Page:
Amazon Prime Video has announced a reboot of the popular Japanese competition show “Takeshi’s Castle”, which has also enjoyed great popularity in Germany for a long time. The new edition should appear on the streaming service as early as 2023.
If you were zapping through TV on any given afternoon around the year 2000, you’re likely to have come across Takeshi’s Castle at some point. At the turn of the millennium, the Japanese game show ran up and down on the channel DSF (today: Sport 1), later RTL 2, Comedy Central, and NITRO showed the series. In 2014 and 2017, the two offshoots “Takeshi’s Castle Thailand” and “Takeshi’s Castle Indonesia” was also launched, which are run by Comedy Central in this country. As several US media are now reporting, there will soon be more supplies: Amazon Prime Video is producing a Japanese reboot of Takeshi’s Castle, which is slated for a 2023 release on the streaming service.
Commenting on the decision, Takayuki Hayakawa, Chief of Japanese Original Productions at Prime Video, said: “This iconic Japanese series has captivated people around the world, breaking down language and cultural barriers in the process. We hope clients of all ages will enjoy this program. There will be many new tricks of a larger dimension.” It remains to be seen what this “bigger dimension” will look like. Details about the reboot have not yet been announced, apart from the approximate start time.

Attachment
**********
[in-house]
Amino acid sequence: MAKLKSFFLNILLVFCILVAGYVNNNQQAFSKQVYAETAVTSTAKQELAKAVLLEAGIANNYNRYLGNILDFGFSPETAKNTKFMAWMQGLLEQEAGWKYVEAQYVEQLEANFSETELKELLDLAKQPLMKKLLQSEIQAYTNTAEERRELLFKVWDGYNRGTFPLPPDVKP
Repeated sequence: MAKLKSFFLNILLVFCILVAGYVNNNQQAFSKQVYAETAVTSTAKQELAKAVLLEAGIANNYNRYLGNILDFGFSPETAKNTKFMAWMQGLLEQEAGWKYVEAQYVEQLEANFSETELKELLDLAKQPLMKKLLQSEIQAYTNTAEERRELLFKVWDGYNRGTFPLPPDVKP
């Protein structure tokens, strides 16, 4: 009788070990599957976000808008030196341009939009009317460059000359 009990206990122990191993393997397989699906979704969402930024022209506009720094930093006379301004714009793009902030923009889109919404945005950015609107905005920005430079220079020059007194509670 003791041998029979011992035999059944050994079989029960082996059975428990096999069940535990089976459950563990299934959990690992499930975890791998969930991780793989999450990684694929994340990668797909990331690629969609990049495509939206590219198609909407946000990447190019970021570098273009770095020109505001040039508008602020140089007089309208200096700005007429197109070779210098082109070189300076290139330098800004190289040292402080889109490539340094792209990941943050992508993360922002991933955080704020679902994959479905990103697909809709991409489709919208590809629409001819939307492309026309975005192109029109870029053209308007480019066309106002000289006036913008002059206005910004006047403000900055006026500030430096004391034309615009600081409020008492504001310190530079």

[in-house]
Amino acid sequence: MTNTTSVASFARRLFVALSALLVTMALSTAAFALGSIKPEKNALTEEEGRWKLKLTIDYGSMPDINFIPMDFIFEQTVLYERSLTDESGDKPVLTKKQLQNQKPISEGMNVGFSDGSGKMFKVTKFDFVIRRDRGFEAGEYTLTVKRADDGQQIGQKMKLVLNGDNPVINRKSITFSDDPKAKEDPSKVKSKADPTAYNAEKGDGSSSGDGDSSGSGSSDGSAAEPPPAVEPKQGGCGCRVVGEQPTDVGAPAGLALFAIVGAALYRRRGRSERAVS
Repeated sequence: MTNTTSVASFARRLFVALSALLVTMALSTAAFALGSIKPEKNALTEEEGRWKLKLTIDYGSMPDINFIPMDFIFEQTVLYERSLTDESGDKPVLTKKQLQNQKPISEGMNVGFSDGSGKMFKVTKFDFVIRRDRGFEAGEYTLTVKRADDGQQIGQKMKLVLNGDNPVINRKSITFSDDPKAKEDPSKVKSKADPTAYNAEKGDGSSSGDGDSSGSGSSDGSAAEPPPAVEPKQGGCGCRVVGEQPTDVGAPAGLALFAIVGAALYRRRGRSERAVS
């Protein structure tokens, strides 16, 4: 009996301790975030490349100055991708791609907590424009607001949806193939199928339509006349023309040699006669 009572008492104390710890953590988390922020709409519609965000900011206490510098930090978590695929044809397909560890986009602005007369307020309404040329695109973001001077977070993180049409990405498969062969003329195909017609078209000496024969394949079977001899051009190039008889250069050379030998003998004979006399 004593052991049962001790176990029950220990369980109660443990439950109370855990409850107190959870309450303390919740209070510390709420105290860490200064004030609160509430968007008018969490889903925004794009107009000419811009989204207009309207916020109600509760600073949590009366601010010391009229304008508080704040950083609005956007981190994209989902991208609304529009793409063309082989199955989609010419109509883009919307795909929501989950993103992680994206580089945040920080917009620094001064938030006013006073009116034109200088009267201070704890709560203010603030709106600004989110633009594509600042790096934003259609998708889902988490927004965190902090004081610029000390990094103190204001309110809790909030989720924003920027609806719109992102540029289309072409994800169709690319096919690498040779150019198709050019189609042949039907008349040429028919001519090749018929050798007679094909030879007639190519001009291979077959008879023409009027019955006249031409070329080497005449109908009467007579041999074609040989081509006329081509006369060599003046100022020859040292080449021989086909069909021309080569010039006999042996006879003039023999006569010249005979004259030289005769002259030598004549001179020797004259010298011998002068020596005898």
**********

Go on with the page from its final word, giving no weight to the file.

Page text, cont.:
This is Takeshi’s Castle
In “Takeshi’s Castle”, around 100 participants embark on a merciless obstacle course in each episode, which is intended to prevent them from conquering the eponymous castle with mass battles, bizarre sumo competitions, confusing labyrinths, and other unusual obstacles. The idea came from director, actor, and comedian Takeshi Kitano (“Battle Royale”), who wanted to bring the video game “Super Mario Bros.” to reality and hosted the show.
Although “Takeshi’s Castle” ran in Japan from 1986 to 1989, it only celebrated its TV premiere in Germany ten years later. The original episodes were drastically shortened and provided with a German commentary. The result: “Takeshi’s Castle” became a cult hit (as in many other countries around the world), which had a decisive influence on a number of subsequent game shows.